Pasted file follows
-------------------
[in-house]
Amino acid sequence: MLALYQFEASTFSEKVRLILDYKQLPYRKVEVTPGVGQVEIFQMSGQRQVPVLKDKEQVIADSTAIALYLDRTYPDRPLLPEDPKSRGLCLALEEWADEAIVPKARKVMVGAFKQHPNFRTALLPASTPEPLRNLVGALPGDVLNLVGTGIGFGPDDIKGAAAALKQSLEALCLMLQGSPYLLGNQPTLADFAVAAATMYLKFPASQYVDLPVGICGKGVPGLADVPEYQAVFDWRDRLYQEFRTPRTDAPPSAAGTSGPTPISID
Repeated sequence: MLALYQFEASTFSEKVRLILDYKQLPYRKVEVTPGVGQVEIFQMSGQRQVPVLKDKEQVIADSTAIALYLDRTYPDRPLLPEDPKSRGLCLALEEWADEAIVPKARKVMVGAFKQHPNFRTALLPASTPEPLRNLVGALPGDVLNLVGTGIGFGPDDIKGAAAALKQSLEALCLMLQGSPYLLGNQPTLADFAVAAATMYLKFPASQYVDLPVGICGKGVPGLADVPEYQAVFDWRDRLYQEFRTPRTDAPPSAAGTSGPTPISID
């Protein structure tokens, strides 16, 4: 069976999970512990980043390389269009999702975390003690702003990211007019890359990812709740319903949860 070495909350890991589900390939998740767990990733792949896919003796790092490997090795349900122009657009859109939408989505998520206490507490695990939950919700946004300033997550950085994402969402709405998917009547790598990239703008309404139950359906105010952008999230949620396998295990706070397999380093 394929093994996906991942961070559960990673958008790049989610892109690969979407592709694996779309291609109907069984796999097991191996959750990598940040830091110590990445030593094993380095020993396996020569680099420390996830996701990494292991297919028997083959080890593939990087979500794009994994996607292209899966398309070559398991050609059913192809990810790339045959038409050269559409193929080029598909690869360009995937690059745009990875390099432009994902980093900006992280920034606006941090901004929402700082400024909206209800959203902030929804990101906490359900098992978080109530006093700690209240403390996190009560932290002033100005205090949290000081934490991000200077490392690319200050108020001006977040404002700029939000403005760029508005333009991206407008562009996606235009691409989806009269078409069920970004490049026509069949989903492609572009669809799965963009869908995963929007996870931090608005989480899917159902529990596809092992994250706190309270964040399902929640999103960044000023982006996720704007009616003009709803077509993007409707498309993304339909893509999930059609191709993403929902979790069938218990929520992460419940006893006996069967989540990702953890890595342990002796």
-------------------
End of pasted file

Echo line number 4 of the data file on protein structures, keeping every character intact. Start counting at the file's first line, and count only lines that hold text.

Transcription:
């Protein structure tokens, strides 16, 4: 069976999970512990980043390389269009999702975390003690702003990211007019890359990812709740319903949860 070495909350890991589900390939998740767990990733792949896919003796790092490997090795349900122009657009859109939408989505998520206490507490695990939950919700946004300033997550950085994402969402709405998917009547790598990239703008309404139950359906105010952008999230949620396998295990706070397999380093 394929093994996906991942961070559960990673958008790049989610892109690969979407592709694996779309291609109907069984796999097991191996959750990598940040830091110590990445030593094993380095020993396996020569680099420390996830996701990494292991297919028997083959080890593939990087979500794009994994996607292209899966398309070559398991050609059913192809990810790339045959038409050269559409193929080029598909690869360009995937690059745009990875390099432009994902980093900006992280920034606006941090901004929402700082400024909206209800959203902030929804990101906490359900098992978080109530006093700690209240403390996190009560932290002033100005205090949290000081934490991000200077490392690319200050108020001006977040404002700029939000403005760029508005333009991206407008562009996606235009691409989806009269078409069920970004490049026509069949989903492609572009669809799965963009869908995963929007996870931090608005989480899917159902529990596809092992994250706190309270964040399902929640999103960044000023982006996720704007009616003009709803077509993007409707498309993304339909893509999930059609191709993403929902979790069938218990929520992460419940006893006996069967989540990702953890890595342990002796």